Mayfield hasn't played because Hue Jackson has gone with vet Tyrod Taylor, who threw his own costly INTs late in the first two games. But the Jets are well aware Taylor still poses problems — as the Bills QB, he beat them in three of his five starts with a 98.7 rating. And since 2000, "T-Mobile" is one of the league's top six rushing QBs at 5.7 yards/carry. Taylor lost erratic WR Josh Gordon in this week's trade to New England but still has Jarvis Landry, who had 49 catches and 3 TDs in eight games vs. the Jets with Miami and now leads the Browns with 12 catches for 175 yards. And speedy rookie Antonio Callaway is being prepped to step into the Gordon void.

4. Under the Gun
Darnold and the Jets' O-line will be put to the test by a growing threat in the Browns defense. They're coordinated by Gregg Williams, the 27-year pro coach who came to Cleveland last year and immediately improved many of the Browns' rankings from near-last in 2016 to middle of the pack or better. The run defense, for instance, jumped to seventh in yards/game and to second in allowing 3.35 yards/carry (although those rankings are 20th and 13th to start this season). And Darnold, who was sacked three times by the Dolphins but escaped the clutches of Cameron Wake, must now elude DE Myles Garrett, last year's top pick who has nine sacks in 13 career games.

5. Return to Cleveland
RB Isaiah Crowell played in all 64 games in his four seasons with Cleveland, averaging 208 offensive touches and 972 yards from scrimmage each season, before coming to the Jets. And WR Terrelle Pryor in 2016 with the Browns had 77 catches for 1,007 yards, his best numbers as a pro. After last year's injury-marred season with Washington, Pryor says, "I'm getting back into it and I'm starting to play and run violently. I think I'm getting back to that and being better than I've ever been." Pryor is averaging 19.0 yards/catch on seven receptions. If he can maintain that for the year, it would be the best mark by a Jets receiver since Wesley Walker's 20.7 in 1986.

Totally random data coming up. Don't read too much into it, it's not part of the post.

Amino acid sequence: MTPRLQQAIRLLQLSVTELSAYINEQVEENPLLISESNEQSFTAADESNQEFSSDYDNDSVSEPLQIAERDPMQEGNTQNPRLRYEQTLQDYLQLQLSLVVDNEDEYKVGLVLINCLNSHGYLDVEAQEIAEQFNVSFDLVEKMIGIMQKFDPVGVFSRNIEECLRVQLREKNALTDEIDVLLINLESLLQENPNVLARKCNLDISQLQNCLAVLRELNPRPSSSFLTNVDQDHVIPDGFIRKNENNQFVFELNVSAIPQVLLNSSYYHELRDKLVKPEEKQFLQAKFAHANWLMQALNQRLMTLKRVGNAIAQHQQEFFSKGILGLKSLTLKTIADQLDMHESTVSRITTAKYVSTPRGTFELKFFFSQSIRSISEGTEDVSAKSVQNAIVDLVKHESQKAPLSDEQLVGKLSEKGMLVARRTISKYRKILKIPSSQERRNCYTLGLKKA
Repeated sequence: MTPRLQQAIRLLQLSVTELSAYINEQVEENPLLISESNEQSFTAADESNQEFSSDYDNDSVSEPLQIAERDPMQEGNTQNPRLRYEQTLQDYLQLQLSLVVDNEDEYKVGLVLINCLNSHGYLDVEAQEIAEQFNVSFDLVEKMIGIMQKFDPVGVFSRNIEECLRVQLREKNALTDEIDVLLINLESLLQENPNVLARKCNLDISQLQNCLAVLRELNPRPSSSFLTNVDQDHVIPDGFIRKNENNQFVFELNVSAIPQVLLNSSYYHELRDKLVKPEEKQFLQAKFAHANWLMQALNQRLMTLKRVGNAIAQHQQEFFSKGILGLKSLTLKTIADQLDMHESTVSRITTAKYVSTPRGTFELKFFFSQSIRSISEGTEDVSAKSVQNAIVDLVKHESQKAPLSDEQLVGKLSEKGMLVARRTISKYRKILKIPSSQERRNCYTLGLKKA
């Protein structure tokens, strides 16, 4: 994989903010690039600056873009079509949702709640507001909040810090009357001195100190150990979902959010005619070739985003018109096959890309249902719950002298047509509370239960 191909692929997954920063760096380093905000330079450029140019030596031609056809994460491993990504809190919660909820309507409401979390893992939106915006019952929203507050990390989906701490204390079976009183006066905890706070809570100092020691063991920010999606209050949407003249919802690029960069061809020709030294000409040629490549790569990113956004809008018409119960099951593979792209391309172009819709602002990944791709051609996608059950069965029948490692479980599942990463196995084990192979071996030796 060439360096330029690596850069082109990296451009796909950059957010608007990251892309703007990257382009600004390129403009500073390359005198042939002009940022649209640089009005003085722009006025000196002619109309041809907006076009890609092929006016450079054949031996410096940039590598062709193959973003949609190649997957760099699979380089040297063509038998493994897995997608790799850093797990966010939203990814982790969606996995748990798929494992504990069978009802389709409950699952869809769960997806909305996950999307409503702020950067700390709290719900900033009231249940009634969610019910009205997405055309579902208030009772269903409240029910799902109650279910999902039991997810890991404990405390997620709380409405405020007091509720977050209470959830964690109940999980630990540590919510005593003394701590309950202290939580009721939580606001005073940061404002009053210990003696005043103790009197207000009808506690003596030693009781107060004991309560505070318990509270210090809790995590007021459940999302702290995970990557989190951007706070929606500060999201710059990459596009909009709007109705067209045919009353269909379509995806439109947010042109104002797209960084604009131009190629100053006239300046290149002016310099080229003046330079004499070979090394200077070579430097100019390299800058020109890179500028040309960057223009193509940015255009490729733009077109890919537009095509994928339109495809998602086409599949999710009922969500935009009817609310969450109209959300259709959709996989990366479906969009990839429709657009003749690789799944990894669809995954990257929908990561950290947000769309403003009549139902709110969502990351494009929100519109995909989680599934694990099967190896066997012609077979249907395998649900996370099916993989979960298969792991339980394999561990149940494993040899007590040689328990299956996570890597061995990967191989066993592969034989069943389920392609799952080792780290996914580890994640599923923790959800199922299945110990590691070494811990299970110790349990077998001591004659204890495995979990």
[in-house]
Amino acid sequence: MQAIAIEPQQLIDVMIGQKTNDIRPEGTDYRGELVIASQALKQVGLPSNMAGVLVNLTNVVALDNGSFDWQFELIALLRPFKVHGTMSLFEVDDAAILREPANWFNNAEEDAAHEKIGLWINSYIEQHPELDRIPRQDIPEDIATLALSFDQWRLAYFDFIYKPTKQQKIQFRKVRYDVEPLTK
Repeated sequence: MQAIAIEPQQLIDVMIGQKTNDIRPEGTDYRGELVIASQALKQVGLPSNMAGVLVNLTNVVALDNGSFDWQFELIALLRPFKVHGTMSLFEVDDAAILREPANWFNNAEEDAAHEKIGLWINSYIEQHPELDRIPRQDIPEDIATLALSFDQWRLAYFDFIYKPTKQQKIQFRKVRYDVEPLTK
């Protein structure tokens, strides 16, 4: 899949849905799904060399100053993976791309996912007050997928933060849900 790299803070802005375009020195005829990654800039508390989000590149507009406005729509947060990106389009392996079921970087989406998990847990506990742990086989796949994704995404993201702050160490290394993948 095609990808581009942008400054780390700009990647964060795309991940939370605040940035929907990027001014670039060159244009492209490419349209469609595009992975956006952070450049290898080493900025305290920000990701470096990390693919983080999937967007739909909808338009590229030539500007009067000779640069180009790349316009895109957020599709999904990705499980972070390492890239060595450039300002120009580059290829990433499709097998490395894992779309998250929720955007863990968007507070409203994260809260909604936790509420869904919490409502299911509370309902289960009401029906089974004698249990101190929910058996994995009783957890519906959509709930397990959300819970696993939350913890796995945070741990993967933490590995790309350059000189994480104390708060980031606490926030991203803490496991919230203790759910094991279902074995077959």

6. Battle Turnover
This game marks a reversal of form for both teams in a key category. The Browns, minus-40 the previous two seasons combined in turnover margin, are plus-6 this season, No. 1 in the NFL. And the Jets, minus-24 in 2016-17, are plus-2, tied for fourth. In terms of turnover drive rate, the Jets D lead the league at 26.9% with the Browns second at 25.8%. Jets LBs, led by Darron Lee, have four of the seven takeaways, while New Jack City has the other three. Based on recent history, there's a chance for the Jets to improve their TO margin on TNF, since in those last five wins over the Browns they're plus-11.

7. Browns' Kicking-Go-Round
The Jets resolved their potential placekicking problem well with the late summer pickup of Jason Myers. Cleveland, meanwhile, has just entered kicking limbo. Zane Gonzalez had a game-winning FG try blocked in the opening tie vs. Pittsburgh, then missed four kicks (two FGs, two XPs) in the 21-18 loss at New Orleans. He's gone and the Browns have signed Greg Joseph, the former 69.5% FG kicker for Florida Atlantic who hit all his kicks as an undrafted free agent with Miami this preseason but still was waived and was on the beach Sunday. The Browns' punt coverage has also scuffled, meaning some lanes could open for Jets PR Andre Roberts.